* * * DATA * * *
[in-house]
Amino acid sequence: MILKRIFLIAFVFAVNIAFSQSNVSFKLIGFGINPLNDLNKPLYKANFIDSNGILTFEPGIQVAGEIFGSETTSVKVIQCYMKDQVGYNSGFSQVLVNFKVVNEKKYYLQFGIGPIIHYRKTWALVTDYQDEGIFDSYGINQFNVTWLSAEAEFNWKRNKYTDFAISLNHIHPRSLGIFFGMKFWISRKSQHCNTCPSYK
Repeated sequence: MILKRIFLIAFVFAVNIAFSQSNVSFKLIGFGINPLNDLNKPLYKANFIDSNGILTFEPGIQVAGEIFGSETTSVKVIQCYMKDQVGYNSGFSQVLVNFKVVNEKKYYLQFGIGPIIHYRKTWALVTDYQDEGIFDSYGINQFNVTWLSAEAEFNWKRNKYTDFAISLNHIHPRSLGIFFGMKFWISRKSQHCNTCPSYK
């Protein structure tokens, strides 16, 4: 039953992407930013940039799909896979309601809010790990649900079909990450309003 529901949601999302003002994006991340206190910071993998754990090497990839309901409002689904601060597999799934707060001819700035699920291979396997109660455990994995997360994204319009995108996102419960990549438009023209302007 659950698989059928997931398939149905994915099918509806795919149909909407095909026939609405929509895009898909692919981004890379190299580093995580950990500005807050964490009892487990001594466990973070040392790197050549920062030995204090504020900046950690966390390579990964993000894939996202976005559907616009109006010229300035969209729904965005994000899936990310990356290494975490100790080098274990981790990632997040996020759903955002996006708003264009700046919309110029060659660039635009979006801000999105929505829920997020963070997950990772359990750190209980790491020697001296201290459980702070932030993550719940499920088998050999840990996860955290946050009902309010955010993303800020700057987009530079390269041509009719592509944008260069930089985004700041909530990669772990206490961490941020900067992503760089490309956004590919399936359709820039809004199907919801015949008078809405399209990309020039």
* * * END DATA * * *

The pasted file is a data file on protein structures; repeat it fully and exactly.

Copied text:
[in-house]
Amino acid sequence: MILKRIFLIAFVFAVNIAFSQSNVSFKLIGFGINPLNDLNKPLYKANFIDSNGILTFEPGIQVAGEIFGSETTSVKVIQCYMKDQVGYNSGFSQVLVNFKVVNEKKYYLQFGIGPIIHYRKTWALVTDYQDEGIFDSYGINQFNVTWLSAEAEFNWKRNKYTDFAISLNHIHPRSLGIFFGMKFWISRKSQHCNTCPSYK
Repeated sequence: MILKRIFLIAFVFAVNIAFSQSNVSFKLIGFGINPLNDLNKPLYKANFIDSNGILTFEPGIQVAGEIFGSETTSVKVIQCYMKDQVGYNSGFSQVLVNFKVVNEKKYYLQFGIGPIIHYRKTWALVTDYQDEGIFDSYGINQFNVTWLSAEAEFNWKRNKYTDFAISLNHIHPRSLGIFFGMKFWISRKSQHCNTCPSYK
């Protein structure tokens, strides 16, 4: 039953992407930013940039799909896979309601809010790990649900079909990450309003 529901949601999302003002994006991340206190910071993998754990090497990839309901409002689904601060597999799934707060001819700035699920291979396997109660455990994995997360994204319009995108996102419960990549438009023209302007 659950698989059928997931398939149905994915099918509806795919149909909407095909026939609405929509895009898909692919981004890379190299580093995580950990500005807050964490009892487990001594466990973070040392790197050549920062030995204090504020900046950690966390390579990964993000894939996202976005559907616009109006010229300035969209729904965005994000899936990310990356290494975490100790080098274990981790990632997040996020759903955002996006708003264009700046919309110029060659660039635009979006801000999105929505829920997020963070997950990772359990750190209980790491020697001296201290459980702070932030993550719940499920088998050999840990996860955290946050009902309010955010993303800020700057987009530079390269041509009719592509944008260069930089985004700041909530990669772990206490961490941020900067992503760089490309956004590919399936359709820039809004199907919801015949008078809405399209990309020039």